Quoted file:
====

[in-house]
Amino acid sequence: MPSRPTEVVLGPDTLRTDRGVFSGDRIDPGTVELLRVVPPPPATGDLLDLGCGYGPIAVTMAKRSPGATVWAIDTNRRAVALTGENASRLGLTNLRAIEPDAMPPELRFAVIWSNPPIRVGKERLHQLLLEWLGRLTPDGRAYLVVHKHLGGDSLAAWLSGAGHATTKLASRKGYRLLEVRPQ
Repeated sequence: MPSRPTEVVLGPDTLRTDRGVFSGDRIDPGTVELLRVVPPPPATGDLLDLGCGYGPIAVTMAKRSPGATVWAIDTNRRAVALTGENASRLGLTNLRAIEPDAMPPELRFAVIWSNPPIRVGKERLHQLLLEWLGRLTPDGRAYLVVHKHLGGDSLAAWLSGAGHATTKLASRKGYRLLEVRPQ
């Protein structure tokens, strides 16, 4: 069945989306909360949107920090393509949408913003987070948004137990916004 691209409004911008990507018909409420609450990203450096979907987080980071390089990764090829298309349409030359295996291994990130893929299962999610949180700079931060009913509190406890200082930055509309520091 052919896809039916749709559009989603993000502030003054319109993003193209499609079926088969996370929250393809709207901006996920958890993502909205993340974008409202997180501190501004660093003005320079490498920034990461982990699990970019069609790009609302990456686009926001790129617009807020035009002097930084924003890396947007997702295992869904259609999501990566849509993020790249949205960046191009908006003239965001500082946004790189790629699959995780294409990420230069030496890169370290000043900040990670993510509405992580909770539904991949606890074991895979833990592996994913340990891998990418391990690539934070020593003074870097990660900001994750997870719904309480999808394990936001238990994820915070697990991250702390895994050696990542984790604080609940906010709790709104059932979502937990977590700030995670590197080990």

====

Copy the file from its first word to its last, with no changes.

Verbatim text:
[in-house]
Amino acid sequence: MPSRPTEVVLGPDTLRTDRGVFSGDRIDPGTVELLRVVPPPPATGDLLDLGCGYGPIAVTMAKRSPGATVWAIDTNRRAVALTGENASRLGLTNLRAIEPDAMPPELRFAVIWSNPPIRVGKERLHQLLLEWLGRLTPDGRAYLVVHKHLGGDSLAAWLSGAGHATTKLASRKGYRLLEVRPQ
Repeated sequence: MPSRPTEVVLGPDTLRTDRGVFSGDRIDPGTVELLRVVPPPPATGDLLDLGCGYGPIAVTMAKRSPGATVWAIDTNRRAVALTGENASRLGLTNLRAIEPDAMPPELRFAVIWSNPPIRVGKERLHQLLLEWLGRLTPDGRAYLVVHKHLGGDSLAAWLSGAGHATTKLASRKGYRLLEVRPQ
């Protein structure tokens, strides 16, 4: 069945989306909360949107920090393509949408913003987070948004137990916004 691209409004911008990507018909409420609450990203450096979907987080980071390089990764090829298309349409030359295996291994990130893929299962999610949180700079931060009913509190406890200082930055509309520091 052919896809039916749709559009989603993000502030003054319109993003193209499609079926088969996370929250393809709207901006996920958890993502909205993340974008409202997180501190501004660093003005320079490498920034990461982990699990970019069609790009609302990456686009926001790129617009807020035009002097930084924003890396947007997702295992869904259609999501990566849509993020790249949205960046191009908006003239965001500082946004790189790629699959995780294409990420230069030496890169370290000043900040990670993510509405992580909770539904991949606890074991895979833990592996994913340990891998990418391990690539934070020593003074870097990660900001994750997870719904309480999808394990936001238990994820915070697990991250702390895994050696990542984790604080609940906010709790709104059932979502937990977590700030995670590197080990």